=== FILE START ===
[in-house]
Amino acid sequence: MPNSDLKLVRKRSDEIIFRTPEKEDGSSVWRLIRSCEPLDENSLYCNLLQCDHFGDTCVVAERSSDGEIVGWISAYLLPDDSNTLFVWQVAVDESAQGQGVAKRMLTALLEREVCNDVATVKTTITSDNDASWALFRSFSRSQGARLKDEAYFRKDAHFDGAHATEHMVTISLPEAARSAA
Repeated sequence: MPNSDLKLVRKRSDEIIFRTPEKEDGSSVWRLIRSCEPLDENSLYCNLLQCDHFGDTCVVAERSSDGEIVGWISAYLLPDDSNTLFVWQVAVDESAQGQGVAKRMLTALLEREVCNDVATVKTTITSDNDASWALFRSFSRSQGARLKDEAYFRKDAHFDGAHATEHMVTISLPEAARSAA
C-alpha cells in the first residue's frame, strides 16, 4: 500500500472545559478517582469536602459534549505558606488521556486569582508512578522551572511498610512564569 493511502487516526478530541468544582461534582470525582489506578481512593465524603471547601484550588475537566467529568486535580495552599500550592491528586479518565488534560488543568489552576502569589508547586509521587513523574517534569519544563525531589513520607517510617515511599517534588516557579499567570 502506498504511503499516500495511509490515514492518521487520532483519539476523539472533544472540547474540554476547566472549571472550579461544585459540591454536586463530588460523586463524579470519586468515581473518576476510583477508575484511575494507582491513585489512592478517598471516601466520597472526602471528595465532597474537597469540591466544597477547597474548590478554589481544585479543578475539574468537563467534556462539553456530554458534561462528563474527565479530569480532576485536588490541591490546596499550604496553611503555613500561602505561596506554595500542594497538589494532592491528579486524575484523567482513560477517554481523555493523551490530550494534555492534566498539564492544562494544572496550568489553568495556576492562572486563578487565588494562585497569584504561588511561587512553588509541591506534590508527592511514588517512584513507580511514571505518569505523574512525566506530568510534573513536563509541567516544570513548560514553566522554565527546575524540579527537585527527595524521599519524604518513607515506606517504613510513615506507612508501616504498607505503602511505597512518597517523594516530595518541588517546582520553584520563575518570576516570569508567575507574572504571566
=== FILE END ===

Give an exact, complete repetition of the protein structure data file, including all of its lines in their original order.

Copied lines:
[in-house]
Amino acid sequence: MPNSDLKLVRKRSDEIIFRTPEKEDGSSVWRLIRSCEPLDENSLYCNLLQCDHFGDTCVVAERSSDGEIVGWISAYLLPDDSNTLFVWQVAVDESAQGQGVAKRMLTALLEREVCNDVATVKTTITSDNDASWALFRSFSRSQGARLKDEAYFRKDAHFDGAHATEHMVTISLPEAARSAA
Repeated sequence: MPNSDLKLVRKRSDEIIFRTPEKEDGSSVWRLIRSCEPLDENSLYCNLLQCDHFGDTCVVAERSSDGEIVGWISAYLLPDDSNTLFVWQVAVDESAQGQGVAKRMLTALLEREVCNDVATVKTTITSDNDASWALFRSFSRSQGARLKDEAYFRKDAHFDGAHATEHMVTISLPEAARSAA
C-alpha cells in the first residue's frame, strides 16, 4: 500500500472545559478517582469536602459534549505558606488521556486569582508512578522551572511498610512564569 493511502487516526478530541468544582461534582470525582489506578481512593465524603471547601484550588475537566467529568486535580495552599500550592491528586479518565488534560488543568489552576502569589508547586509521587513523574517534569519544563525531589513520607517510617515511599517534588516557579499567570 502506498504511503499516500495511509490515514492518521487520532483519539476523539472533544472540547474540554476547566472549571472550579461544585459540591454536586463530588460523586463524579470519586468515581473518576476510583477508575484511575494507582491513585489512592478517598471516601466520597472526602471528595465532597474537597469540591466544597477547597474548590478554589481544585479543578475539574468537563467534556462539553456530554458534561462528563474527565479530569480532576485536588490541591490546596499550604496553611503555613500561602505561596506554595500542594497538589494532592491528579486524575484523567482513560477517554481523555493523551490530550494534555492534566498539564492544562494544572496550568489553568495556576492562572486563578487565588494562585497569584504561588511561587512553588509541591506534590508527592511514588517512584513507580511514571505518569505523574512525566506530568510534573513536563509541567516544570513548560514553566522554565527546575524540579527537585527527595524521599519524604518513607515506606517504613510513615506507612508501616504498607505503602511505597512518597517523594516530595518541588517546582520553584520563575518570576516570569508567575507574572504571566